Translated by Chae-Pyong Song and Anne Rashid
Cold Rice by Moon Jung-hee
Rousing my sick body, I eat cold rice alone—
the ice in the cold rice pokes my throat.
We live in a world where people can cook hot rice so easily
just by pressing a button
on one of the kitchen appliances.
It’s not easy to have cold rice,
but today I eat it alone.
The woman who ate cold rice
made hot rice for the family.
The woman who scrubbed cold rice from the chipped-off bowl,
picking at the radish remnants someone left,
and licking off the fish bones,
radiated the warmest love from her body.
Longing for the hand that rattled alone
even in the deep night,
I rouse my sick body
and eat cold rice.
They say, a god couldn’t be sent to every house,
so she was sent, in lieu of a god.
In the cold rice I eat alone today I meet her,
becoming the cold rice of the world.
아픈 몸 일으켜 혼자 찬밥을 먹는다
찬밥 속에 서릿발이 목을 쑤신다
부엌에는 각종 전기 제품이 있어
일 분만 단추를 눌러도 따끈한 밥이 되는 세상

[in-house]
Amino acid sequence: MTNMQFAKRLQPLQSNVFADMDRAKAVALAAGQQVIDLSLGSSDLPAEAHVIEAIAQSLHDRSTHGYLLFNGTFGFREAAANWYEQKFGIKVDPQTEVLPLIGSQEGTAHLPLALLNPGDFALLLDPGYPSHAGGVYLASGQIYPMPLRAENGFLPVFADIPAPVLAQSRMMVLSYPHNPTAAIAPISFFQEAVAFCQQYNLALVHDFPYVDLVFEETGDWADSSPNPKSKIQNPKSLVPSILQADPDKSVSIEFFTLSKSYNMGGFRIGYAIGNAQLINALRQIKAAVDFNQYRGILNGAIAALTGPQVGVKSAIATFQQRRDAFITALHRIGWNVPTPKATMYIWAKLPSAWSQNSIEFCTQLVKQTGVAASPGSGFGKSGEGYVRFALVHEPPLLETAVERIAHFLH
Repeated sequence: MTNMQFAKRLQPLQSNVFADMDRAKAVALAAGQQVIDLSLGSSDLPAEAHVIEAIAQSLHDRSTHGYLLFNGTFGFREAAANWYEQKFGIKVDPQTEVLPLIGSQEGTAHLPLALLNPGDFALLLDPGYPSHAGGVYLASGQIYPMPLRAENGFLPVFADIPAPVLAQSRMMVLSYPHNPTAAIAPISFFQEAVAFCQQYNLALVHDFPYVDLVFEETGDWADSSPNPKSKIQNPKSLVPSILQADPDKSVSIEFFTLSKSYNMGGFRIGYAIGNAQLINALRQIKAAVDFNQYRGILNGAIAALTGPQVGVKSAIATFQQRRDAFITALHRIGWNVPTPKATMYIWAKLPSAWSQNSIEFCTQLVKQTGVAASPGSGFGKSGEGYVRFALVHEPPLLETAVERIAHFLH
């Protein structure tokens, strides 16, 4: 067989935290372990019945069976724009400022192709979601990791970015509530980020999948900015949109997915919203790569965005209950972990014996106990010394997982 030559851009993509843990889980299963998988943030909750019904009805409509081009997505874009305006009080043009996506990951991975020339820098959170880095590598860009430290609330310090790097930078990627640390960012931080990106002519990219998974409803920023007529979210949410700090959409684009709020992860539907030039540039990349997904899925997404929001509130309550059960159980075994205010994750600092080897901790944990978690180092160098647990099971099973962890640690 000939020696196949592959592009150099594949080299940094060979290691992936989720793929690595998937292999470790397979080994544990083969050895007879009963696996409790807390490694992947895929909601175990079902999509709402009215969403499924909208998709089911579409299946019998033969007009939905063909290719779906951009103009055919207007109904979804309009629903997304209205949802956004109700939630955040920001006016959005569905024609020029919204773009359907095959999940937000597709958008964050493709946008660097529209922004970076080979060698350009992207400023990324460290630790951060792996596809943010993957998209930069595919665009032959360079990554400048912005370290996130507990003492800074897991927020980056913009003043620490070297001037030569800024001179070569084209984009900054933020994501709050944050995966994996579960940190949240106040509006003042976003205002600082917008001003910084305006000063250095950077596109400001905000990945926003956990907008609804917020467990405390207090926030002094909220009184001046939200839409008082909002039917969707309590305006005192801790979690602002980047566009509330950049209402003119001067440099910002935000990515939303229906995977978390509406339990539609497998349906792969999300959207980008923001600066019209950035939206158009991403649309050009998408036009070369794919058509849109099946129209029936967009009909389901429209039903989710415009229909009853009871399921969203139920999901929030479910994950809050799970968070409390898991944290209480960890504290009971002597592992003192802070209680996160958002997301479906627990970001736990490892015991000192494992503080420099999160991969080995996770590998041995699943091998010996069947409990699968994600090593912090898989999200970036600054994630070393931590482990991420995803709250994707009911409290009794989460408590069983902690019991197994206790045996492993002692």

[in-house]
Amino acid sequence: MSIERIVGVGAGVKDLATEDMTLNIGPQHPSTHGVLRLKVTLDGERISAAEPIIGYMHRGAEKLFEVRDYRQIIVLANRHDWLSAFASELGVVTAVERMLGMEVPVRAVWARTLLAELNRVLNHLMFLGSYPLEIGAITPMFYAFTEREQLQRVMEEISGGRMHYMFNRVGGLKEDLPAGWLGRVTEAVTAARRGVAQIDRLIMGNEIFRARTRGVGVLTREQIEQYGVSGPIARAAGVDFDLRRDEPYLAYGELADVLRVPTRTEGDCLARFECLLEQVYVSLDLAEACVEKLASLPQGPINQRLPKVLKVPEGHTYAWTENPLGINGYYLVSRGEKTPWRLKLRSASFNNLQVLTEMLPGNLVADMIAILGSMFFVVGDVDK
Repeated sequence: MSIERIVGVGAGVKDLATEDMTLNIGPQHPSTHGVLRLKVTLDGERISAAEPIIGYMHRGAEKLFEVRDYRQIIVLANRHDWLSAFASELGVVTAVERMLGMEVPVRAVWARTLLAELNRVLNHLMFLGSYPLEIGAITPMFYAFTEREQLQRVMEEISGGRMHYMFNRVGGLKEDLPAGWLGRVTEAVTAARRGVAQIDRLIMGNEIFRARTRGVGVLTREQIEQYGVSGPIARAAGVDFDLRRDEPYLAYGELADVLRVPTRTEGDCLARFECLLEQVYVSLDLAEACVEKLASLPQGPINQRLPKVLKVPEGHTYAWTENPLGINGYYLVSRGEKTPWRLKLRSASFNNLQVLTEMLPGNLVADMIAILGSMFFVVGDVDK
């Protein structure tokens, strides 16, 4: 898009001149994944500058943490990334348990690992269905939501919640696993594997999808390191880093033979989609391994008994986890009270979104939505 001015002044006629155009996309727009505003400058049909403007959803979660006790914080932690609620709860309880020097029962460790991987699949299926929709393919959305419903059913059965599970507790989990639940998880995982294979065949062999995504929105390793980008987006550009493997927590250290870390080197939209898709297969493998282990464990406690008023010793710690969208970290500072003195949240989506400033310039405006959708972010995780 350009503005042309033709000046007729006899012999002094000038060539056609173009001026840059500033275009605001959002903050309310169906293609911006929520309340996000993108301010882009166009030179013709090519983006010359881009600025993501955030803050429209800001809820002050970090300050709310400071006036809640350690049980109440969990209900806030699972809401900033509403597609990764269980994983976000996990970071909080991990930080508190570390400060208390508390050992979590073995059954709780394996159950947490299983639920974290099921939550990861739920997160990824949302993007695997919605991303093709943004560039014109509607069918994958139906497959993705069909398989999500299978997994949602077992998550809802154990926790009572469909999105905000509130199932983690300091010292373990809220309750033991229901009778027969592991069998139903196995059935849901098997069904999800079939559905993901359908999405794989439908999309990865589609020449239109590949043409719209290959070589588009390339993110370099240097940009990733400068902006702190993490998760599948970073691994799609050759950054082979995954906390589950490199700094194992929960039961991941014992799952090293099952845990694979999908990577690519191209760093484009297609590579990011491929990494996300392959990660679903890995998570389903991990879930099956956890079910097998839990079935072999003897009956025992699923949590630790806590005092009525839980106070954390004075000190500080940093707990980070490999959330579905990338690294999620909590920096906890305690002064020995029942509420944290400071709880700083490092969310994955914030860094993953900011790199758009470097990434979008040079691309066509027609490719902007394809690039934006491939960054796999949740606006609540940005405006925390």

찬밥을 먹기도 쉽지 않지만
오늘 혼자 찬밥을 먹는다
가족에겐 따스한 밥 지어 먹이고
찬밥을 먹던 사람
이 빠진 그릇에 찬밥 훑어
누가 남긴 무 조각에 생선 가시를 핥고
몸에서는 제일 따스한 사랑을 뿜던 그녀
혼자 달그락거리던 그 손이 그리워
나 오늘 아픈 몸 일으켜 찬밥을 먹는다
집집마다 신을 보낼 수 없어
신 대신 보냈다는 설도 있지만
홀로 먹는 찬밥 속에서 그녀를 만난다
세상의 찬밥이 되어
(Originally published in The Gwangju News, January, 2012)
Mun Jung-hee (1947- ) was born in Bosung, Jeollanam-do. She received her Ph.D. from Seoul Women’s University. She made her literary debut in 1969 in The Literature Monthly. Her poetry collections include The Baby Brier, For Men, Now Following the Rose, I am the Door, The Joy of Love, and The Prolific Virgin. She received such prestigious awards as the Modern Literature Award and the Sowol Poetry Award.